Survey′s the impact of the Mass Transit Railway (MTR) on office rental structures and locations in Hong Kong. Follows up earlier work by Gareth Williams on Mass Rapid Transport (MRT). Reports that the results falsify the commonsense theory that improvement in accessibility would reduce the relative primacy of the Central Business Districts (CBD) as an office centre. Concludes that attempts by strategic planners to implant high‐grade offices in off‐CBD locations along the MTR line need serious reconsideration.
Investigates the evolution of mass rapid transit (MRT) in relationto the Hong Kong market and analyses the effect of surrounding landvalues. Outlines the unique features…
Investigates the evolution of mass rapid transit (MRT) in relation to the Hong Kong market and analyses the effect of surrounding land values. Outlines the unique features of Hong Kong which make an urban railway system ideal and discusses the changes brought about by MRT. Summarizes the growth of commercial development on Hong Kong island and gives case studies on the Admiralty, Sheung Wan and Taikooshing/Kornhill areas in respect of their development with the advent of MRT. Notes that the shortening of travelling time for workers has increased demand for, and hence the price of, sites immediately adjacent to MRT stations.
The use of telecare with appropriate domiciliary care packages may provide the means to manage many of the risks associated with the increasing number of older people who…
The use of telecare with appropriate domiciliary care packages may provide the means to manage many of the risks associated with the increasing number of older people who wish to continue to live independently in their own homes. Those who become especially frail or disabled can retain their independence and quality of life if their homes are made ‘smart’. This paper discusses the range of services that are available, or under development, for the prototype ‘MIDAS’ (Modular Intelligent Domiciliary Alarm System) telecare system, which enable traditional community alarm, telecare and assistive technologies to be used in an integrated and intelligent fashion. A range of services that allow autonomous operation within the home (and hence increase the perceived independence of a client by decreasing the reliance on a response centre operator) known as ‘HAMISH’ may be used. It offers a wider range of cost‐effective services of relevance to both the individual, and to society, in different types of home environment including dispersed housing and new sheltered housing schemes.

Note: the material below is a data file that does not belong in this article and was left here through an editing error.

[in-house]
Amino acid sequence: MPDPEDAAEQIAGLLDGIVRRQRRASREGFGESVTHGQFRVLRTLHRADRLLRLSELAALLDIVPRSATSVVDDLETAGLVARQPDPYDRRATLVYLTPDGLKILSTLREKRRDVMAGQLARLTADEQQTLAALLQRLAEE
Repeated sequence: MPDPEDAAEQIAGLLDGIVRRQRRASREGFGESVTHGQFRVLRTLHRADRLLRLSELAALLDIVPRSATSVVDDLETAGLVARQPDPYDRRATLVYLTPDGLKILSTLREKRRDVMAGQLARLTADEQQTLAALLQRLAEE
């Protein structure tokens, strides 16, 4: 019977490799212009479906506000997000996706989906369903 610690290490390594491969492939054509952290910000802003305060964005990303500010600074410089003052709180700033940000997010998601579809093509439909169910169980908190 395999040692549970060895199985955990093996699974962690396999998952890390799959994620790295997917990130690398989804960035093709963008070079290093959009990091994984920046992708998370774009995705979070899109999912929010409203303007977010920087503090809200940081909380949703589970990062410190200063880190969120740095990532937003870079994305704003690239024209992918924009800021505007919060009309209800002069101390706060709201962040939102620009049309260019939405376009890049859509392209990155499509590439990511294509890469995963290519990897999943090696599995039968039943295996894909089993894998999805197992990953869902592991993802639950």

Telecare is a new form of assistive technology that has the potential to offer benefits to a wide range of stakeholders including the service user, informal carers and…
Telecare is a new form of assistive technology that has the potential to offer benefits to a wide range of stakeholders including the service user, informal carers and formal care services. It is a complex intervention, combining selected items of technology and telecommunications equipment in combination with conventional community services in order to support independent living. An overview of a robust evaluation framework is presented that will enable services to be compared from several viewpoints. It also offers a means of considering individual service elements and their integration into an effective service delivering cost benefits to the health and social care economies as well as improved quality of life to service users.